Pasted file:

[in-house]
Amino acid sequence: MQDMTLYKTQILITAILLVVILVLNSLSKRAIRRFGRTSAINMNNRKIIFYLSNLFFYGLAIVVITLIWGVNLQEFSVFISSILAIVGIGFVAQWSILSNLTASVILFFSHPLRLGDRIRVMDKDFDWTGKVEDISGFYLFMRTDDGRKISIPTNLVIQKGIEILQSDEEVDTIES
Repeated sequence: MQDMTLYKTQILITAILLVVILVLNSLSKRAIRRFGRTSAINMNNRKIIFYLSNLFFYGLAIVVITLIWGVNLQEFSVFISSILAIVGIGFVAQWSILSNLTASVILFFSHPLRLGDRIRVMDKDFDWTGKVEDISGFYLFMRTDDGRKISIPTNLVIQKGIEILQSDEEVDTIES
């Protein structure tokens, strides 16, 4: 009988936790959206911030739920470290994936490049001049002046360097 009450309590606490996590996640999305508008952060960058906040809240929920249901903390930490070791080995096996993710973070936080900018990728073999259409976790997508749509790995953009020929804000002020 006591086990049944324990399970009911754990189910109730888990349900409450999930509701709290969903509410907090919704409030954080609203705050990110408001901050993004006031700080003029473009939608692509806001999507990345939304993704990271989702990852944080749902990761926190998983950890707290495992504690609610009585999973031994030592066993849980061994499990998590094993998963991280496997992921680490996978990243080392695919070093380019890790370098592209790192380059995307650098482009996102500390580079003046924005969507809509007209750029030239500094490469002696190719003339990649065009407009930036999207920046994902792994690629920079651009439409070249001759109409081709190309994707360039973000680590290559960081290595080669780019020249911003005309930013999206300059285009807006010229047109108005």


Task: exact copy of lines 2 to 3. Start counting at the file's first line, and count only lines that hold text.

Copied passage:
Amino acid sequence: MQDMTLYKTQILITAILLVVILVLNSLSKRAIRRFGRTSAINMNNRKIIFYLSNLFFYGLAIVVITLIWGVNLQEFSVFISSILAIVGIGFVAQWSILSNLTASVILFFSHPLRLGDRIRVMDKDFDWTGKVEDISGFYLFMRTDDGRKISIPTNLVIQKGIEILQSDEEVDTIES
Repeated sequence: MQDMTLYKTQILITAILLVVILVLNSLSKRAIRRFGRTSAINMNNRKIIFYLSNLFFYGLAIVVITLIWGVNLQEFSVFISSILAIVGIGFVAQWSILSNLTASVILFFSHPLRLGDRIRVMDKDFDWTGKVEDISGFYLFMRTDDGRKISIPTNLVIQKGIEILQSDEEVDTIES